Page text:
Cochlear Ltd. Implants for Profound Hearing Loss
Models, Features, and Reviews
13 July 2020
Cochlear Ltd. is the world leader in hearing implants. Founded in Australia in 1981, it was among the pioneers who commercialized cochlear implants to restore hearing for people with severe-to-profound sensorineural hearing loss. Cochlear is also a leader in bone-anchored hearing implants for people with single-sided deafness or conductive hearing loss:
- For people with sensorineural hearing loss – caused by damage to the hearing cells in the inner ear – the company’s cochlear implants process external sound, bypass the damaged cells, and deliver it to the auditory nerve and brain.
- For people with conductive hearing loss – when the hearing cells are healthy but organs in the outer or middle ear are not working properly – Cochlear’s bone conduction implants transmit sound waves through the skull directly to healthy hearing cells in the inner ear.
Cochlear’s products include the Nucleus and Kanso cochlear implant systems, Nucleus Hybrid electro-acoustic cochlear implants, and the Baha and Osia 2 bone conduction implants.
Nucleus 7 sound processors and headpieces from Cochlear Ltd.
Cochlear Ltd. product milestones
- July 2020 - Kanso 2 approved by FDA
- July 2017 – Nucleus 7 Cochlear Implant System
- Sept 2016 – Kanso Off-Ear Cochlear Implant Processor
- April 2015 – Baha 5 Bone Conduction Implant
- Sept 2014 – Nucleus 6 Cochlear Implant System
- March 2014 – Nucleus Hybrid Cochlear Implant
Implant and sound processing technologies
Implant systems integrate a complex combination of technologies. Cochlear implants have external sound processors and internal implantable electrodes that deliver sound to the auditory nerve and brain. Bone-conduction implants, sometimes known as bone-anchored hearing aids, collect sound waves from the air and transmit them through vibrations in the skull that reach the hearing nerves in the inner ear.
Sound processing technology
Cochlear’s sound processing technology works with both its cochlear implants and its bone-conduction implants. The external sound processors for the cochlear implants look a lot like large hearing aids. But instead of amplifying sound, they convert it into digital signals that travel through an electrode to the inner ear. A powerful chipset drives advanced sound processing software that’s tuned to help users understand speech.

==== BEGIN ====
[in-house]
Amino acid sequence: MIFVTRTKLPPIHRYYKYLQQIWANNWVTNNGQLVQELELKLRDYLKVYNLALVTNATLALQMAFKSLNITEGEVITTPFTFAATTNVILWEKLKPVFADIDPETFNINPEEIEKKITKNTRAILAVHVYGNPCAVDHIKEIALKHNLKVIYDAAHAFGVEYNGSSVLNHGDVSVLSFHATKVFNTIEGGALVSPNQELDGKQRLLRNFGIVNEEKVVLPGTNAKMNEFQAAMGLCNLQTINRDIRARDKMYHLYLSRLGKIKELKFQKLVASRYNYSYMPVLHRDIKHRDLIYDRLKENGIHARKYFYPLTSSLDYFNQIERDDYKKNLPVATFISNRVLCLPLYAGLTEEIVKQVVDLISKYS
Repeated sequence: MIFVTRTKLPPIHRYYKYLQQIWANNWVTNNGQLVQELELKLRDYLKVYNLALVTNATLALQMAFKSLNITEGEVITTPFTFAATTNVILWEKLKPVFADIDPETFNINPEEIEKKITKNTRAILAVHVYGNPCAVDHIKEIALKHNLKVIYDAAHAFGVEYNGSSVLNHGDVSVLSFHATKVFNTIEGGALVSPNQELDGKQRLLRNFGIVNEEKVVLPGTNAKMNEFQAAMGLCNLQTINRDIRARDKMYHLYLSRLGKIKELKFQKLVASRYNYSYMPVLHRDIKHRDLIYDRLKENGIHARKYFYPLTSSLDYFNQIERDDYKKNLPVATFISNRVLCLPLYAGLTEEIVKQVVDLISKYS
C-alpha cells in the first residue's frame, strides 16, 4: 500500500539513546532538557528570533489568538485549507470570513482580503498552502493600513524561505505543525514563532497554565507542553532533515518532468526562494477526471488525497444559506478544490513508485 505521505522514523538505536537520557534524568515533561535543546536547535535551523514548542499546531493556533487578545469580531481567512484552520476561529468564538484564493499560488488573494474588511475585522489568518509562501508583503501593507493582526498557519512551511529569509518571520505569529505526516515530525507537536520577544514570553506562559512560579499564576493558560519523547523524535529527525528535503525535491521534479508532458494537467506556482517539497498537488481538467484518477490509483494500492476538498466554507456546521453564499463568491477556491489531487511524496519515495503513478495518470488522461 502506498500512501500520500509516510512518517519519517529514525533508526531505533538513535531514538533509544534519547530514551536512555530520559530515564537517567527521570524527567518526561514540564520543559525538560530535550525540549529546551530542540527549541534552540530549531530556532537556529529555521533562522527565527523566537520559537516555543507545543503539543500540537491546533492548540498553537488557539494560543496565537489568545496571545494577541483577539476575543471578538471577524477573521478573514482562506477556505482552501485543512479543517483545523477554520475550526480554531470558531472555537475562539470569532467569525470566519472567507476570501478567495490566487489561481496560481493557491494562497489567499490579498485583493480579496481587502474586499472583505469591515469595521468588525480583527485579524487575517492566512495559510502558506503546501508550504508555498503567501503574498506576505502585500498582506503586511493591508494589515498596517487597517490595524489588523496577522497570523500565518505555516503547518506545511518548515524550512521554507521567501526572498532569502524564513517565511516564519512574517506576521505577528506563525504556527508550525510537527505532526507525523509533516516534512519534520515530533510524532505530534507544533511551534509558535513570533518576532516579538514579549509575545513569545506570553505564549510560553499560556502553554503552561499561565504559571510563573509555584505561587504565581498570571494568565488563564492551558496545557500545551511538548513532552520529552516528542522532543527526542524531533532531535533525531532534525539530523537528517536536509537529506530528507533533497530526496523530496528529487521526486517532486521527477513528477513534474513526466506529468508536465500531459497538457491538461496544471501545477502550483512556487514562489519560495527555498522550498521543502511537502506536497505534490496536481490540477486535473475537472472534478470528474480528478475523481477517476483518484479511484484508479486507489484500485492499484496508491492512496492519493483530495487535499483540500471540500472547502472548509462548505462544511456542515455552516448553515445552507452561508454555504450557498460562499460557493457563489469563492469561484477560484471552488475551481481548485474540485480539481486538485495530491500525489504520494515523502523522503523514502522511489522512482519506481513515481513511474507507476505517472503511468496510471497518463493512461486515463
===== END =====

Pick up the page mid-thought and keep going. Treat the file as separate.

Cochlear has improved its sound processing technologies in lockstep with advances made by high-end hearing aid manufacturers. Its latest improvements are designed to provide easier management of program settings and better understanding of speech in challenging listening environments:
- SmartSound iQ enables dual microphones to capture speech and work together to filter out background noise.
- SCAN, the cochlear implant industry’s first automatic scene classifier, analyzes your surrounding and identifies the listening environment as one of six scenes, enabling SmartSound IQ to automatically optimize the sound and adjusts the program setting for that scene.
- ForwardFocus activates directional hearing with your Cochlear smartphone app when you want to decrease noise coming from behind you and focus on the face-to-face conversation in front of you.
Cochlear also offers a smartphone app that makes it easy to change programs, adjust volume, bass and treble, and check battery life of the external sound processor without carrying a separate remote control.
Implantable electrode technology
Cochlear has stayed at the cutting edge of electrode implant technologies since its inception. It has constantly improved its electrodes in significant ways: